2004 Mazda MX-5 Miata Mazda MX-5 Miata $21,868 – $24,673
Best non-sports car: Ask anyone what makes something a sports car, and the answer is likely to be power or speed. Despite recent output boosts — and a turbocharged Mazdaspeed variant — the regular Miata is not and has never been particularly quick. How can it be so fun to drive? Credit the steering, the handling and the rear-wheel drive with perfect weight distribution. It lets you go sideways all you want without ever becoming unmanageable. You have to drive it to believe it. Get Prices and Specs 

2004 Nissan 350Z Nissan 350Z and 350Z Roadster $26,370 – $36,220
Best sign there’s hope for the genre: From sedans to sport utility vehicles, everything is getting sportier, but whatever happened to the vehicle that is first and foremost a sports car? How about an affordable one? We’ve watched one example after another disappear. Then along comes the 350Z with its return to the tried-and-true formula: two seats; a big-displacement, normally aspirated engine; a manual transmission; and rear-wheel drive — and a ton of fun for less than $27,000. Now, around $7,000 more will buy a handsome convertible version, the 2004 350Z Roadster. Get Prices and Specs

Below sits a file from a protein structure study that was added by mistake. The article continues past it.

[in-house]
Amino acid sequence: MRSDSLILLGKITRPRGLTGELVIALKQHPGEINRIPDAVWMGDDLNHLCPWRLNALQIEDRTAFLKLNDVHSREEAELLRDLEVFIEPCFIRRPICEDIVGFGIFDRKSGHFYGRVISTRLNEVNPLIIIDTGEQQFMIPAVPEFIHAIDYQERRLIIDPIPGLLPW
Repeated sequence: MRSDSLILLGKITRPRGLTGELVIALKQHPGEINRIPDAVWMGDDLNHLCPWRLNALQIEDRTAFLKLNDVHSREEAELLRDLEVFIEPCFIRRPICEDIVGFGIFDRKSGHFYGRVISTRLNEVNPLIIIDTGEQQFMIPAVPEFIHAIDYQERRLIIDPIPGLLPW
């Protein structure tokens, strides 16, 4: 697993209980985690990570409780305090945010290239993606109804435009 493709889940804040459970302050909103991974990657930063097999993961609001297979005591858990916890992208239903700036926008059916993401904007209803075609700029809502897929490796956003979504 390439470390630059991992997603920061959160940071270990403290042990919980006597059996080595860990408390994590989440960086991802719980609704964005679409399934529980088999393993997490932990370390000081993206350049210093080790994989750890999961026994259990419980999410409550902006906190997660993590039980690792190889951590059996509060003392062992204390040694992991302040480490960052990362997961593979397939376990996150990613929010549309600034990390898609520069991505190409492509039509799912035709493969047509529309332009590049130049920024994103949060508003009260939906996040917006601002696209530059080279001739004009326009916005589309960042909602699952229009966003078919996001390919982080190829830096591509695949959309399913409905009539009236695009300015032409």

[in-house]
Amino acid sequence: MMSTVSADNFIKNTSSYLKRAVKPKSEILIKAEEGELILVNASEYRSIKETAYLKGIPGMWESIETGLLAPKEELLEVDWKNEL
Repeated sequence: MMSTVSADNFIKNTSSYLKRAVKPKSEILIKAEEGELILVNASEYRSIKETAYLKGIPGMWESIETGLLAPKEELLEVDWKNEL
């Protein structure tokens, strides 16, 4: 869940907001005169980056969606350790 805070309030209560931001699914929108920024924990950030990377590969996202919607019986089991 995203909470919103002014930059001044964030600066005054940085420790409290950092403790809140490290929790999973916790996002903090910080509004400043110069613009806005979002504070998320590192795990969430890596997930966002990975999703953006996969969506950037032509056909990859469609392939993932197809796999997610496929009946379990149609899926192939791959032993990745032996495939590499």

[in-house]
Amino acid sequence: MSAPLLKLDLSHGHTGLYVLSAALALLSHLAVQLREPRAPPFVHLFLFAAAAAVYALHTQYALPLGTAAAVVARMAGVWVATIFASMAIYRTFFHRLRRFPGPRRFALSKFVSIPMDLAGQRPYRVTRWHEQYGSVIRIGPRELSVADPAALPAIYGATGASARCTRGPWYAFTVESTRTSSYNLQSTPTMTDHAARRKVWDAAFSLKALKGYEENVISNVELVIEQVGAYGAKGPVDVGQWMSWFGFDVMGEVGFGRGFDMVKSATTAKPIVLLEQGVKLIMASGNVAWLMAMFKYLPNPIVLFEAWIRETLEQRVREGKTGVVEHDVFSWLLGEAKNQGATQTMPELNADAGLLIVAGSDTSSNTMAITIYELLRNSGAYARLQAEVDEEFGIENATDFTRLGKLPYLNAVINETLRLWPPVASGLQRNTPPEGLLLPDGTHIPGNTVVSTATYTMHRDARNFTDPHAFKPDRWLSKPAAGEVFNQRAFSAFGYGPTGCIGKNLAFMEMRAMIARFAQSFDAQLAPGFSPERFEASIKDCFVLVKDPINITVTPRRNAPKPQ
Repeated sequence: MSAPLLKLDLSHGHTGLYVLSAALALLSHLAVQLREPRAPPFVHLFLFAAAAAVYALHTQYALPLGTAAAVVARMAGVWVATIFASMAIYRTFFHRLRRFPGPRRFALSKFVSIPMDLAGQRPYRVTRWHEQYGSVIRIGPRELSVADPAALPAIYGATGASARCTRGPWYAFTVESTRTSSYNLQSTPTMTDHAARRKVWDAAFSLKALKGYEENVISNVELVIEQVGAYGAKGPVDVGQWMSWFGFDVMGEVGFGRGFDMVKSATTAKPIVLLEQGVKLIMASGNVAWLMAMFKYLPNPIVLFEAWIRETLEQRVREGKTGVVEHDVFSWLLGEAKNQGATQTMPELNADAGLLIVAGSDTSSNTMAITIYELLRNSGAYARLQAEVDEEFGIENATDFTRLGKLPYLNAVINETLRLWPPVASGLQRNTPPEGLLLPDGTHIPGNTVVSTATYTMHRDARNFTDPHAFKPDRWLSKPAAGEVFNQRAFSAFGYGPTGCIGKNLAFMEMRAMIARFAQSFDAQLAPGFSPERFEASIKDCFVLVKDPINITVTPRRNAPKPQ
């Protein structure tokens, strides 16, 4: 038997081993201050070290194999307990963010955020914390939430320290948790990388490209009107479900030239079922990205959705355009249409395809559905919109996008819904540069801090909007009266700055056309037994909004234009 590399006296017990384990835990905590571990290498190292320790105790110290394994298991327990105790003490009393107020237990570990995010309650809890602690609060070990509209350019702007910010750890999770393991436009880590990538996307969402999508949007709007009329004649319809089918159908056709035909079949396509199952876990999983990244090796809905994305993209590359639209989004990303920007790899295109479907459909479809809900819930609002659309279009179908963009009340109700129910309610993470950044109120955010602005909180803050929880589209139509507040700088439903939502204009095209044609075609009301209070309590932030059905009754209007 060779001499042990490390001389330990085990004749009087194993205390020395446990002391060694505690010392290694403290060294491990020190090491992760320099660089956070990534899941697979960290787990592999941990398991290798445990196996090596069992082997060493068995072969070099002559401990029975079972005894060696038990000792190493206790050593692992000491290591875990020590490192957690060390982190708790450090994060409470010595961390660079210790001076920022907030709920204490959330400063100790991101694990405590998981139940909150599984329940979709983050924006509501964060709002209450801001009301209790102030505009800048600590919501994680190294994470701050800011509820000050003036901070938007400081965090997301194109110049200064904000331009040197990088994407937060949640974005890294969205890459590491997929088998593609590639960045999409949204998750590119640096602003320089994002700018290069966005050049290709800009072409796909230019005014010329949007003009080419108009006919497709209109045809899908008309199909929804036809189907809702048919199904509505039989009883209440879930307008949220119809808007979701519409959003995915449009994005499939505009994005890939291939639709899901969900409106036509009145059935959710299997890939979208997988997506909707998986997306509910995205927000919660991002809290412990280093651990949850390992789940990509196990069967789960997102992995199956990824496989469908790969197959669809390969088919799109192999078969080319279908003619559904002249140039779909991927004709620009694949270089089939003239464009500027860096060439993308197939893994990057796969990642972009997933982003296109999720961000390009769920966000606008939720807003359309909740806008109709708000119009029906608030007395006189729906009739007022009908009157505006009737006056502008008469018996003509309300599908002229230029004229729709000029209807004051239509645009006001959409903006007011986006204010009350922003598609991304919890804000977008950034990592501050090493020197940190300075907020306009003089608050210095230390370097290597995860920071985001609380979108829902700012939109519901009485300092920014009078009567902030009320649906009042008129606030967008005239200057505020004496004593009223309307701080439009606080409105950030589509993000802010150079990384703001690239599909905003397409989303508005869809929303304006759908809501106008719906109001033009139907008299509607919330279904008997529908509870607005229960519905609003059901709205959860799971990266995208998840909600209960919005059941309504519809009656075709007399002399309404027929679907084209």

2004 Subaru Impreza WRX STi Subaru Impreza WRX STi $31,120
Best people mover: If you want to throw open four doors, load five occupants and blaze from zero to 60 mph in about 5 seconds, your options are few. The most affordable include the STi and its World Rally Championship nemesis, the Mitsubishi Lancer Evolution. What tips the scales in Subaru’s direction? More displacement for more torque, one more forward gear (for six total), quieter tires, a more livable ride, and niceties like cruise control and driver’s seat-height adjustment. If they would tone down the hood scoop and rear wing, even us older folks would buy ’em. And to think I was impressed by the regular WRX. . . . Get Prices and Specs 

2004 Audi TT Audi TT quattro $36,700 – $42,900
Most well rounded (no pun intended): Automakers are on a power trip, making their models more interesting by adding horses, which results in a lot of one-trick ponies. The TT offers a more well-rounded performance package. A successful sports car requires style as well, and the TT has loads, inside and out. Choose 180, 225 or 250 hp, but pass on the front-wheel drive and automatic transmission. It has to be quattro all-wheel drive and a manual. Did you ever play with slot cars as a kid and wonder what it would be like to drive one? Stop wondering. Drive this car. Get Prices and Specs